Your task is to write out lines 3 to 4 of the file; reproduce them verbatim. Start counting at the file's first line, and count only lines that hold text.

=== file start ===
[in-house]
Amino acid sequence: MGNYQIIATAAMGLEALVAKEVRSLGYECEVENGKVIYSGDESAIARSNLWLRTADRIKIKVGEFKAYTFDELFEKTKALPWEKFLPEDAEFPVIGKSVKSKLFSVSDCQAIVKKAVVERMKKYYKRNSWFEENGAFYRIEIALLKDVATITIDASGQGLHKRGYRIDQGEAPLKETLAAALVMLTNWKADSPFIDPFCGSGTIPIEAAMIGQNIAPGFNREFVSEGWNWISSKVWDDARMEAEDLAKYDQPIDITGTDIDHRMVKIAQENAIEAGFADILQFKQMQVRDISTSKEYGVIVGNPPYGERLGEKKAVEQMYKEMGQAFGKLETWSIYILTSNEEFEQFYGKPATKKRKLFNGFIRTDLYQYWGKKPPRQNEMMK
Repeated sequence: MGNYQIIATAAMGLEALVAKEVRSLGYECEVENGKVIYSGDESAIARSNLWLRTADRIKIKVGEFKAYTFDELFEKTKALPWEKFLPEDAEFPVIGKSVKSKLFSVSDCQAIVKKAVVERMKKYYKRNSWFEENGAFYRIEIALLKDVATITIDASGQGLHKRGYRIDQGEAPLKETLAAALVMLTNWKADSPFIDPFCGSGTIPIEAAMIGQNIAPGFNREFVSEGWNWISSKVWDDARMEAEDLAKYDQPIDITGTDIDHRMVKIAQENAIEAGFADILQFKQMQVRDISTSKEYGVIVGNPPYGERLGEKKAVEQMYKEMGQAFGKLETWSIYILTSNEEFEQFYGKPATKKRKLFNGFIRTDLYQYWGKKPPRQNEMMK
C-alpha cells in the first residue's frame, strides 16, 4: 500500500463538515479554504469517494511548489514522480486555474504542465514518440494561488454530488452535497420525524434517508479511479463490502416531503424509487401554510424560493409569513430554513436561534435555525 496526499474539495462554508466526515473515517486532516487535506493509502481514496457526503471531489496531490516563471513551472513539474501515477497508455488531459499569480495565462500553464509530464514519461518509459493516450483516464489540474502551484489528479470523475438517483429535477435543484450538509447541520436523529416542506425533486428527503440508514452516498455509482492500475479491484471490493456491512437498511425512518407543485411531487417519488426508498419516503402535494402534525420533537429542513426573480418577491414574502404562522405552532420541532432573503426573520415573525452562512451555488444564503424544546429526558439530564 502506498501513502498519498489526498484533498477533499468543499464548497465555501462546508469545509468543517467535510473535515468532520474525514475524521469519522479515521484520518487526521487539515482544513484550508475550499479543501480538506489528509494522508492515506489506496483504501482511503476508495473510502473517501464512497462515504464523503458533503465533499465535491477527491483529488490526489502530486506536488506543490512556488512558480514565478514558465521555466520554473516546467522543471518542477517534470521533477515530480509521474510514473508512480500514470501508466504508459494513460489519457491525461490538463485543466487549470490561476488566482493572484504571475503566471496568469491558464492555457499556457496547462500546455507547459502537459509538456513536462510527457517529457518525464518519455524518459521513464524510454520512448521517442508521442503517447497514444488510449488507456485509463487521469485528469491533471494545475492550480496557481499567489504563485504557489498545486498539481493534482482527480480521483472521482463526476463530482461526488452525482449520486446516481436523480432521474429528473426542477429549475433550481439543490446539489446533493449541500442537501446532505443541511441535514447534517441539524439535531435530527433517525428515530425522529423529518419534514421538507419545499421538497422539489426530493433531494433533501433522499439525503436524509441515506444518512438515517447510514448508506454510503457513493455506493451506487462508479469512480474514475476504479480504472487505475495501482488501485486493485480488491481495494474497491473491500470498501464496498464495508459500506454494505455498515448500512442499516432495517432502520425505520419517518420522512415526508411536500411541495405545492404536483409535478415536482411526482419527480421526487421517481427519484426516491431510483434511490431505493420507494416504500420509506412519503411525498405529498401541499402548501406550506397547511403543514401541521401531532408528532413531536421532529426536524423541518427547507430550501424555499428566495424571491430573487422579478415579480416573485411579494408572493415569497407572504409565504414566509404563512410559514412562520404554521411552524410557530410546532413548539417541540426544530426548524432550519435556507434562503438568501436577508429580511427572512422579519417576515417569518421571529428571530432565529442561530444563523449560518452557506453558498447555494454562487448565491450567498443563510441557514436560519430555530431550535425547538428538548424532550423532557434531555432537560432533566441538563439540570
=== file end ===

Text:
Repeated sequence: MGNYQIIATAAMGLEALVAKEVRSLGYECEVENGKVIYSGDESAIARSNLWLRTADRIKIKVGEFKAYTFDELFEKTKALPWEKFLPEDAEFPVIGKSVKSKLFSVSDCQAIVKKAVVERMKKYYKRNSWFEENGAFYRIEIALLKDVATITIDASGQGLHKRGYRIDQGEAPLKETLAAALVMLTNWKADSPFIDPFCGSGTIPIEAAMIGQNIAPGFNREFVSEGWNWISSKVWDDARMEAEDLAKYDQPIDITGTDIDHRMVKIAQENAIEAGFADILQFKQMQVRDISTSKEYGVIVGNPPYGERLGEKKAVEQMYKEMGQAFGKLETWSIYILTSNEEFEQFYGKPATKKRKLFNGFIRTDLYQYWGKKPPRQNEMMK
C-alpha cells in the first residue's frame, strides 16, 4: 500500500463538515479554504469517494511548489514522480486555474504542465514518440494561488454530488452535497420525524434517508479511479463490502416531503424509487401554510424560493409569513430554513436561534435555525 496526499474539495462554508466526515473515517486532516487535506493509502481514496457526503471531489496531490516563471513551472513539474501515477497508455488531459499569480495565462500553464509530464514519461518509459493516450483516464489540474502551484489528479470523475438517483429535477435543484450538509447541520436523529416542506425533486428527503440508514452516498455509482492500475479491484471490493456491512437498511425512518407543485411531487417519488426508498419516503402535494402534525420533537429542513426573480418577491414574502404562522405552532420541532432573503426573520415573525452562512451555488444564503424544546429526558439530564 502506498501513502498519498489526498484533498477533499468543499464548497465555501462546508469545509468543517467535510473535515468532520474525514475524521469519522479515521484520518487526521487539515482544513484550508475550499479543501480538506489528509494522508492515506489506496483504501482511503476508495473510502473517501464512497462515504464523503458533503465533499465535491477527491483529488490526489502530486506536488506543490512556488512558480514565478514558465521555466520554473516546467522543471518542477517534470521533477515530480509521474510514473508512480500514470501508466504508459494513460489519457491525461490538463485543466487549470490561476488566482493572484504571475503566471496568469491558464492555457499556457496547462500546455507547459502537459509538456513536462510527457517529457518525464518519455524518459521513464524510454520512448521517442508521442503517447497514444488510449488507456485509463487521469485528469491533471494545475492550480496557481499567489504563485504557489498545486498539481493534482482527480480521483472521482463526476463530482461526488452525482449520486446516481436523480432521474429528473426542477429549475433550481439543490446539489446533493449541500442537501446532505443541511441535514447534517441539524439535531435530527433517525428515530425522529423529518419534514421538507419545499421538497422539489426530493433531494433533501433522499439525503436524509441515506444518512438515517447510514448508506454510503457513493455506493451506487462508479469512480474514475476504479480504472487505475495501482488501485486493485480488491481495494474497491473491500470498501464496498464495508459500506454494505455498515448500512442499516432495517432502520425505520419517518420522512415526508411536500411541495405545492404536483409535478415536482411526482419527480421526487421517481427519484426516491431510483434511490431505493420507494416504500420509506412519503411525498405529498401541499402548501406550506397547511403543514401541521401531532408528532413531536421532529426536524423541518427547507430550501424555499428566495424571491430573487422579478415579480416573485411579494408572493415569497407572504409565504414566509404563512410559514412562520404554521411552524410557530410546532413548539417541540426544530426548524432550519435556507434562503438568501436577508429580511427572512422579519417576515417569518421571529428571530432565529442561530444563523449560518452557506453558498447555494454562487448565491450567498443563510441557514436560519430555530431550535425547538428538548424532550423532557434531555432537560432533566441538563439540570